In 1936, only five years after beginning production, SS Cars startled the motoring public with the Jaguar 2.5-liter saloon, the company’s first car to feature overhead valves. The engine was the robust seven-bearing, six-cylinder unit built by Standard, but with a new cylinder head designed by Harry Weslake and Bill Heynes. With 104 bhp, smoothly delivered, flowing lines, a gearbox which made the best of the power, and a new chassis, it was the model which made the company’s reputation. Jaguar was then only a model name, but it was adopted as the company’s name after “SS” had acquired unfortunate connotations during the war.
If the Jaguar saloon epitomized excitement, it was as nothing compared to the Jaguar SS 100. No sports car better epitomizes the late 1930s, which is why it has been the model for so many modern “nostalgia” cars. It looked right from every angle and age has not withered its beauty.
Every aspect was in harmony. Stone guards over the large headlights, the long louvered bonnet and large wire wheels were aggressive, yet the flowing lines were silkily feline. It has the grace of a prowling cat. At Brooklands in 1936 a tuned and lightened version lapped at 104.1 mph, but normally owners tended not to race them. Instead they appeared in the rallies, trials and sprints which formed the bulk of British motorsport and they were successful because of their superb power-to-weight ratio, gearbox, brakes and handling. They were great all-rounders.
Chassis number 39030 was originally dispatched to Glovers, the early SS Jaguar dealers for Ripon on January 13, 1938. The Jaguar Daimler Heritage Trust, who have issued a Heritage Certificate for the car, record that it was originally delivered finished in lavender with blue trim. Purchased from Coys of Kensington in 1975, this beautiful example subsequently spent twenty years with a French enthusiast, before returning to home shores in the late 1990s. During its spell in France it underwent a comprehensive restoration by specialists Le Coq, in which the chassis and fittings were meticulously overhauled. The car comes with its original 3.5-liter engine and gearbox, although it is currently fitted with a competition power unit and uprated gearbox. These items were assembled in the vendor’s own workshops, specifically for competitive motoring and detail work included gas flowing of the cylinder head, the fitment of bronze liners to guides and conversion to use unleaded fuel. Further work was subsequently carried out to the suspension and shock absorbers as well as the gearbox by SS Jaguar specialists TRAC at a cost of over $6,400. Much attention was paid to detail, so that components such as the body tub and petrol tank were carefully and discreetly flexibly mounted to avoid damage on the arduous road rallies in which 39030 has become a competitor.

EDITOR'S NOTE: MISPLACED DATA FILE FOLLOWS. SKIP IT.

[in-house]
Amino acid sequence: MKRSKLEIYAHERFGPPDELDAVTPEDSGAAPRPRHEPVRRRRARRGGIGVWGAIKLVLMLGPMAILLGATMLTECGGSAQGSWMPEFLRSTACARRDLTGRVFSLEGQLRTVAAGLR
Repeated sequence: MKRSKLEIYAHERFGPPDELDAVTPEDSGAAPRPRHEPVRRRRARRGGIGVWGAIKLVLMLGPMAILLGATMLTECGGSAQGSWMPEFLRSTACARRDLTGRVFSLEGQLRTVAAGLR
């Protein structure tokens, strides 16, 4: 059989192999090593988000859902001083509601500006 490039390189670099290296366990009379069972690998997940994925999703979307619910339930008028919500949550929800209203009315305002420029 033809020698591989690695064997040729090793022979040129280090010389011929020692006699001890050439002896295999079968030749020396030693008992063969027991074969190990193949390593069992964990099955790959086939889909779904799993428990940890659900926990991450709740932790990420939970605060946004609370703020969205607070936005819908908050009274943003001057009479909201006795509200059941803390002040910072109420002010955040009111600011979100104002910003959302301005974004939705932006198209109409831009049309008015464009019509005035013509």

The car, now immaculately finished in traditional British Racing Green, with contrasting black hide, has recently contested such popular and competitive international rallies as the acclaimed Liege-Rome-Liege road rally. Despite this it remains in the most magnificent condition throughout and complete with FIVA identity card, UK registration and MO26T certificate is ready to be entered for any similar international events to be held in this season’s calendar of historic motorsports.